Category Archives: Trust
I have stayed away from any direct public comment about the shooting of Michael Brown in Ferguson, Missouri. I don’t know the facts, and any comment would be pure conjecture. But, I do know what I’ve seen in the way … Continue reading
The first two parts of this blog series dealt with what went wrong when the National Speakers Association announced a name change and re-branding effort at its annual convention on July 2. Today we look at what went right. Continue reading
Napoleon said, “A leader is a dealer in hope.”
When it comes to change, that responsibility extends to creating the context of why and how the current reality should and could be different. Continue reading
The majority of the world spent the last five days living their life. A small slice of the universe who make their living selling ideas, however, were agitating themselves into a frenzy.
In case you missed it, the National Speakers Association, an association of which I am a member, decided to re-brand itself and change its name to PLATFORM.
This is a first world problem. In the context of all of the turmoil in the world, the re-naming of this 41-year old association ranks right up there with … well almost nothing.
And yet, people on all sides of the argument lit up the blogosphere and social media channels supporting their positions … even if it meant refusing to consider that others might be equally right in their own stance (see my blog on “Is It Always Right to be Right” for more on that phenomenon.) Continue reading
The lack of confidence in the institutions that define our collective culture is threatening the civility, economic prosperity, and standing of the United States as a world leader. Let’s start with the government. The President’s approval rating is underwater and … Continue reading
We taught mice and pigeons to do all sorts of interesting things during my graduate school class in behavioral psychology. The principle is simple: provide a stimulus and elicit a response. The stimulus-response cycle still plays an important role in animal training today. And, it is evident in virtually every routine action we take.
You don’t think about your response; you just make it. And at some point, it becomes automatic. On most days, those automatic responses are benign routines that allow you to effectively navigate.
Unfortunately, they can also become anchors that prevent you from making a change that will transform your business and your life.
These days it seems that we’re all so busy, overcommitted, and information-obsessed. Our never-ending to-do lists are long and we run around trying to “keep up” or “be important,” and in the process stress ourselves out. Unfortunately, it often takes something bad to happen to slow us down, wake us up, and force us to focus on what truly matters most in life. Continue reading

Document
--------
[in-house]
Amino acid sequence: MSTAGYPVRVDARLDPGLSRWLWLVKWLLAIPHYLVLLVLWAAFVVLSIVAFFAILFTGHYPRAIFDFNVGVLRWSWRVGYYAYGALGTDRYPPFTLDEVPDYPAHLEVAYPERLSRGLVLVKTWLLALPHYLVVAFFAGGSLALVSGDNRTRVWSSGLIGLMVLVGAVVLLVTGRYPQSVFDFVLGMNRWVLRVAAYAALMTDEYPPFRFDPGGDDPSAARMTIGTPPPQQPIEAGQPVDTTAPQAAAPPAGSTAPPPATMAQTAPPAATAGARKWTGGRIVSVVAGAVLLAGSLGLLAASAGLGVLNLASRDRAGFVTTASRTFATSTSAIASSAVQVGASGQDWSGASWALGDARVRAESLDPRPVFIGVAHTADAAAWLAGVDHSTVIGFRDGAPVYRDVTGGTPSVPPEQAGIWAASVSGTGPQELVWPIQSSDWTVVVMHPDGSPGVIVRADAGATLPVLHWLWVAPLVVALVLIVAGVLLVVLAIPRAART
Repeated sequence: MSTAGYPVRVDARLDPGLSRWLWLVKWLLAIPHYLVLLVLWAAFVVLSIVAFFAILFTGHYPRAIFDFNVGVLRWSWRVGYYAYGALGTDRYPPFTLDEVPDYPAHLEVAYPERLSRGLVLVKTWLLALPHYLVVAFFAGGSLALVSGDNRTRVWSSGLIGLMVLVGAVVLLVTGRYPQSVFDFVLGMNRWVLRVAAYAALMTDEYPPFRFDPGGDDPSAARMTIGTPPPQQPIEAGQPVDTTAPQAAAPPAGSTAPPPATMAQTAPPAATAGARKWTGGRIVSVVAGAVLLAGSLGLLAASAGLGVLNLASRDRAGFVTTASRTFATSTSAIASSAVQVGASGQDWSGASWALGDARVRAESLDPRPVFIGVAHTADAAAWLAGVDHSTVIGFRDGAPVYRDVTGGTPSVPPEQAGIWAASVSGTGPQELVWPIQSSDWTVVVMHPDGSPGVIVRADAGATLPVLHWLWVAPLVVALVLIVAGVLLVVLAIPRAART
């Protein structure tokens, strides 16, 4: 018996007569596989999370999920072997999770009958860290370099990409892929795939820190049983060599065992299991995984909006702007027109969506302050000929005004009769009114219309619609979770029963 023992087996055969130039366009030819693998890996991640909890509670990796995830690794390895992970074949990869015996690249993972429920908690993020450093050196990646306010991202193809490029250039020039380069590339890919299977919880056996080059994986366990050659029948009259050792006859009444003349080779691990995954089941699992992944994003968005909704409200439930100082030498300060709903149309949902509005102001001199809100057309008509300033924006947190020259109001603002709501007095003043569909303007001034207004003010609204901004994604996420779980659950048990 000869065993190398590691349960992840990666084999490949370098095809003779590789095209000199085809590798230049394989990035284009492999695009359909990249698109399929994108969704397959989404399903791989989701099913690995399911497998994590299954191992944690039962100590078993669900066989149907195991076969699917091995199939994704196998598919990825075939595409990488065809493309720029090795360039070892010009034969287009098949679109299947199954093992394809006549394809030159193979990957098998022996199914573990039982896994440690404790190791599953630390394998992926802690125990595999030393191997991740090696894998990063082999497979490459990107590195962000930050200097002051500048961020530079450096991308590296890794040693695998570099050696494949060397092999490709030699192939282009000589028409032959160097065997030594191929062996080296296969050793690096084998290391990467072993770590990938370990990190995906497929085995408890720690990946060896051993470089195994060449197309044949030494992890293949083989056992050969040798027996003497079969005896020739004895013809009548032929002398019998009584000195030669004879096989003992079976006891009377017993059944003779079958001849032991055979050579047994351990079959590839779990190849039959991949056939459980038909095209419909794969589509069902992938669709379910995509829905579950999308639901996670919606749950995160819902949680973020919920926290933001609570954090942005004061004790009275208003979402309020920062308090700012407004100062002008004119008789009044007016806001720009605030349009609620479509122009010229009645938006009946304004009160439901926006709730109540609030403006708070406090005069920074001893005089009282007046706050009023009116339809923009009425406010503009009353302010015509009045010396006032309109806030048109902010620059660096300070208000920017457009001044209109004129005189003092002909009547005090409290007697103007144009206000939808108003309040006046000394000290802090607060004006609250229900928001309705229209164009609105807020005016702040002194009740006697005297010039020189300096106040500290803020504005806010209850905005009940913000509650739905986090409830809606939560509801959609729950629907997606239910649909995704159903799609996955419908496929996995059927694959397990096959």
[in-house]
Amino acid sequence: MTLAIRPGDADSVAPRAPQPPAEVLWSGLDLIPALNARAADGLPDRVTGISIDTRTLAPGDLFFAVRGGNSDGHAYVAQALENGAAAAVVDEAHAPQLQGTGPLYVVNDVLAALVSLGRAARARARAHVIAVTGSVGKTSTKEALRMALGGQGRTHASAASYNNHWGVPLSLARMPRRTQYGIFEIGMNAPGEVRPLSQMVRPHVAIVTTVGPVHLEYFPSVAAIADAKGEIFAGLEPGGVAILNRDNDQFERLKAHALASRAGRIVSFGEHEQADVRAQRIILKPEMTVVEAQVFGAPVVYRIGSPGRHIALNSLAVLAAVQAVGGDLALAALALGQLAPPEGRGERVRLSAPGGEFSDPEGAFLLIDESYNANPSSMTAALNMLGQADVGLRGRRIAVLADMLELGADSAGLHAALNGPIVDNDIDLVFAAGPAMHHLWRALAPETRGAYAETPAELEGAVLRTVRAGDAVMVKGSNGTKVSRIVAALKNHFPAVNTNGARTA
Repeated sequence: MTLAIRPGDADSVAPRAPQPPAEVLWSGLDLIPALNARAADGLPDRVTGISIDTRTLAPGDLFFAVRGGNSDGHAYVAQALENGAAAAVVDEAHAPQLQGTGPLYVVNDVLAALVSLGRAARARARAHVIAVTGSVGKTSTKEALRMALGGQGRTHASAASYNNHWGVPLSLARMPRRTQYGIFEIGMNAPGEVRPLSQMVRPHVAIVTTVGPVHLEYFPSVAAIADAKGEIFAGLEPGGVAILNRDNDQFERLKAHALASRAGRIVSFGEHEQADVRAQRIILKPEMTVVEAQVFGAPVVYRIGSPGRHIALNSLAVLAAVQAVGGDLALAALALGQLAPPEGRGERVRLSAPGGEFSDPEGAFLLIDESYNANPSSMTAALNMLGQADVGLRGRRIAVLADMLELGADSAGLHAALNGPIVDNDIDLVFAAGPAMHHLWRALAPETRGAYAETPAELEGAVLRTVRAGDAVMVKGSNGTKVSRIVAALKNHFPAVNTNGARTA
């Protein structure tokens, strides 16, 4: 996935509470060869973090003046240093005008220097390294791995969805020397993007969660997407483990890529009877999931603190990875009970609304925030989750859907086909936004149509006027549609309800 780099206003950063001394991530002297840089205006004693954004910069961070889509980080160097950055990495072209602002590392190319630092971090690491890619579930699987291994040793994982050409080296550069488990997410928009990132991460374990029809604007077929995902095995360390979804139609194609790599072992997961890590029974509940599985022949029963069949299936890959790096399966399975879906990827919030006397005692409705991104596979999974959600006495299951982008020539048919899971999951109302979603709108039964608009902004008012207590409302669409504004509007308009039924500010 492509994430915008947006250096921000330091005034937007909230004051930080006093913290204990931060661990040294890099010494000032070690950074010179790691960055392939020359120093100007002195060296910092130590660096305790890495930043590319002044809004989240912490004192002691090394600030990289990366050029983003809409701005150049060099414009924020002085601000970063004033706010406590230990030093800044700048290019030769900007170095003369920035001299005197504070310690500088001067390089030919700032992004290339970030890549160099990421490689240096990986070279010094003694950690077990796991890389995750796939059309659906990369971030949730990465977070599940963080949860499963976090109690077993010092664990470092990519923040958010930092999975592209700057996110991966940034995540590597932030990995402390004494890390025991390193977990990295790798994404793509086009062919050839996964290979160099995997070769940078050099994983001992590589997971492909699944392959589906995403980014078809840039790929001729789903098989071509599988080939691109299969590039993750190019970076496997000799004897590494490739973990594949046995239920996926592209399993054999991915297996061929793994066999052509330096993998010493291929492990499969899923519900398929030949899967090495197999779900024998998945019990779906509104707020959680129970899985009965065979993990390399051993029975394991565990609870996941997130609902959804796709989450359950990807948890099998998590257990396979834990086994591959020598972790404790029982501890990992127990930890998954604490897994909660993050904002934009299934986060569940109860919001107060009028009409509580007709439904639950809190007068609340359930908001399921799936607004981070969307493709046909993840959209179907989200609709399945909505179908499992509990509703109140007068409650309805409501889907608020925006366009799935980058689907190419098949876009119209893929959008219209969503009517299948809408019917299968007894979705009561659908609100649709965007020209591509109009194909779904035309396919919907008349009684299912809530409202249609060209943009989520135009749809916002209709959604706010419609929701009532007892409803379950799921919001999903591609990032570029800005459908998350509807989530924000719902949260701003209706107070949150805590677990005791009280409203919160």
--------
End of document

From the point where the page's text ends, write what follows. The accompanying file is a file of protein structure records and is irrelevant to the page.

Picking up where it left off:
My presentations about leading change usually include a story about Double Stuf Oreos and Brussels Sprouts. You can view the story here, but the basic principle is simple:
A child will willingly change what they are doing to reach a jar of cookies on top of your refrigerator. You seldom see them act with the same sense of urgency to acquire Brussels sprouts.
With that in mind, leaders generate creative tension when the vision they create for change is compelling – like cookies – rather than boring like vegetables. Continue reading
How do you define integrity? Is there an absolute definition? Or, do you find yourself quoting the phrase made famous by Supreme Court Justice Potter Stewart: “I know it when I see it”?
We know that it appears at or near the top of every list of desirable leadership traits. It is the essential ingredient for building and sustaining trust with others.
Go ahead—take a stab at it. Integrity is . . .
It is more difficult to define integrity than you thought, isn’t it? Continue reading
The government we want is nimble, flexible, and responsive. The government we experience, in many cases, is slow, cumbersome, and totally unresponsive.
Let’s put this another way: We want our government to operate like our favorite business. We believe, in contrast, that our government is the poster child for lumbering bureaucratic inefficiency and employees who are out of touch with the realities of the marketplace.
Twenty plus years of working with private and public sector organizations has taught me that the truth is actually somewhere between the two extremes.